One of the biggest names in terms of the Swedish film industry is the British Colin Nutley (he moved here and settled in the 1980s). He and his wife-acting collaborator Helena Bergström (who’s played the lead in every one of his films/tv shows since 1990’s BlackJack) struck gold with their film House of Angels (Änglagård), which was seen by a million Swedes upon release, immediately setting Nutley up as one of Sweden’s most financially viable filmmakers, and he’s virtually gone unchallenged ever since. What he’s been praised for is bringing the all-Swedish mentality to the screen through his non-judgemental characters and loose narratives. Now maybe I’m not part of the target audience since I belong to an entire different generation than the ones who saw his films in the 1990s, but I find very little genuine Swedish-ness in his films and mostly see a tourist-y view of our customs and manners. The films of his I’ve seen (four out of fifteen) have all struck me as dull and uninspired films that try to be authentic yet in doing so fails spectacularly. So imagine my amazement over the fact that this film was selected as Sweden’s submission for the Best Foreign Language Film Oscar, and even more shocked over the fact that it earned a nomination at all (it lost to All About My Mother thank god). So I figured, if I’m gonna review one of his films it may as well be this one, since this would probably be his most internationally recognized film.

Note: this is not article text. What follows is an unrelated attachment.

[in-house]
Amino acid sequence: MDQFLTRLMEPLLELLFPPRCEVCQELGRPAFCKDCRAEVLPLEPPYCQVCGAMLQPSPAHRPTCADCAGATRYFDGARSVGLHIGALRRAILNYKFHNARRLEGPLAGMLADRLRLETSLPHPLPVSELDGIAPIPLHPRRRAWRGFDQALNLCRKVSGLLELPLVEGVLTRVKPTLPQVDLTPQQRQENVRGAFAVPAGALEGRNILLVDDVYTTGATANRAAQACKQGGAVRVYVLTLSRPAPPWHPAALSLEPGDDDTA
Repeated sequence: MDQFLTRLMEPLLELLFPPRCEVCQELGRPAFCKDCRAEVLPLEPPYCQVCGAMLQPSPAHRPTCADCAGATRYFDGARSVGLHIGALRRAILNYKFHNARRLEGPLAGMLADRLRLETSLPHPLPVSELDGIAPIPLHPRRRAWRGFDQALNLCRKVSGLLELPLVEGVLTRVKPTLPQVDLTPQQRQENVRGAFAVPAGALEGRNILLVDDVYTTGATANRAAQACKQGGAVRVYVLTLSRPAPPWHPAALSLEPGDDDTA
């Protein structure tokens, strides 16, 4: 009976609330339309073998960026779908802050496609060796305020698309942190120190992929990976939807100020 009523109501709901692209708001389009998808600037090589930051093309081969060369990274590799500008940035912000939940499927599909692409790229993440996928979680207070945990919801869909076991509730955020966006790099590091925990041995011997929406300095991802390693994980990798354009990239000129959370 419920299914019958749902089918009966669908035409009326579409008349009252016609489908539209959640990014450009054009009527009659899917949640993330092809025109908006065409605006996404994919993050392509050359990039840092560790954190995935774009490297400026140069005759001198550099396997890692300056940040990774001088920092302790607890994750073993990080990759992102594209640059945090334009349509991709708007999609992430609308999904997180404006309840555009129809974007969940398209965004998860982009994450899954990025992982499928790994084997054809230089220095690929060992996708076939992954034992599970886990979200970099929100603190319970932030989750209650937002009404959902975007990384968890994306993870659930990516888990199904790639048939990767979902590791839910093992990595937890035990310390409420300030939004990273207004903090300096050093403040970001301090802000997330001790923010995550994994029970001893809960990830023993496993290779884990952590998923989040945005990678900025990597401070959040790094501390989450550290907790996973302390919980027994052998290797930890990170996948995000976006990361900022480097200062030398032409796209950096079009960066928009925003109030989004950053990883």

Under the Sun is adapted from an H.E. Bates short story titled The Little Farm, and takes place in western Sweden countryside sometime in the 1950s. Rolf Lassgård plays Olof, a lonely and illiterate farmer who yearns for love in his life. He is helped by his friend Erik, played by Johan Widerberg (son of Bo Widerberg). One day, after a distant relative to Olof has passed away, he puts out an add in the newspaper for a maid to help take care of his house and farm. Ellen (Helena Bergström) answers the ad and gets the job and subsequently moves in with Olof. The two fall in love over the course of the summer, but because of dramatic contrivances they can’t be together.
As with the other films by Colin Nutley I’ve seen, Under the Sun has many of the same issues those films have, yet also some of the same positives. Let’s start with the good things since I’m clearly not impressed by this film at all. The film is very well shot and the cinematography by Jens Fischer is very naturalistic with what looks like a lot of natural or available lighting used, and lends a sense of authenticity and romance to the images on screen. The music by Paddy Moloney is also good for the most part, although I think it is definitely overused in some scenes and would’ve benefited from some trimming. And Rolf Lassgård is good as always, and delivers a solid performance from the material he’s given. Okay that’s about it, no more mr. nice guy anymore, let’s get the knives out!